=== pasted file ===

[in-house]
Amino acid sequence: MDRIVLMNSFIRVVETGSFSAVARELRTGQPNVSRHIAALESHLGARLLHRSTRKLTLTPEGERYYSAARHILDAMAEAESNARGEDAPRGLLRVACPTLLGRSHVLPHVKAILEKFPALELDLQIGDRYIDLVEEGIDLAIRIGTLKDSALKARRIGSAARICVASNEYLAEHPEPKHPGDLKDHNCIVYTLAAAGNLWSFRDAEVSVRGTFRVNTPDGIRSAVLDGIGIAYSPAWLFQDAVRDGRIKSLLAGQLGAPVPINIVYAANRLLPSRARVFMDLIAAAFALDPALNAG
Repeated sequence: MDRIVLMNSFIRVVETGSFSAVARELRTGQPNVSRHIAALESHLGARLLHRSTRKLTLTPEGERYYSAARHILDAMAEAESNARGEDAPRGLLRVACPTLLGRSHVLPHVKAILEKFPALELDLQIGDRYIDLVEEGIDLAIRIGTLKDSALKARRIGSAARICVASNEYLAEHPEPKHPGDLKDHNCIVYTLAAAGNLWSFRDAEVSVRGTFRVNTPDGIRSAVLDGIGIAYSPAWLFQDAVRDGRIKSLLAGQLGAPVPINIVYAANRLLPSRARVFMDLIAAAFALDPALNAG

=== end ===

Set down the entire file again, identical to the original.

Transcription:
[in-house]
Amino acid sequence: MDRIVLMNSFIRVVETGSFSAVARELRTGQPNVSRHIAALESHLGARLLHRSTRKLTLTPEGERYYSAARHILDAMAEAESNARGEDAPRGLLRVACPTLLGRSHVLPHVKAILEKFPALELDLQIGDRYIDLVEEGIDLAIRIGTLKDSALKARRIGSAARICVASNEYLAEHPEPKHPGDLKDHNCIVYTLAAAGNLWSFRDAEVSVRGTFRVNTPDGIRSAVLDGIGIAYSPAWLFQDAVRDGRIKSLLAGQLGAPVPINIVYAANRLLPSRARVFMDLIAAAFALDPALNAG
Repeated sequence: MDRIVLMNSFIRVVETGSFSAVARELRTGQPNVSRHIAALESHLGARLLHRSTRKLTLTPEGERYYSAARHILDAMAEAESNARGEDAPRGLLRVACPTLLGRSHVLPHVKAILEKFPALELDLQIGDRYIDLVEEGIDLAIRIGTLKDSALKARRIGSAARICVASNEYLAEHPEPKHPGDLKDHNCIVYTLAAAGNLWSFRDAEVSVRGTFRVNTPDGIRSAVLDGIGIAYSPAWLFQDAVRDGRIKSLLAGQLGAPVPINIVYAANRLLPSRARVFMDLIAAAFALDPALNAG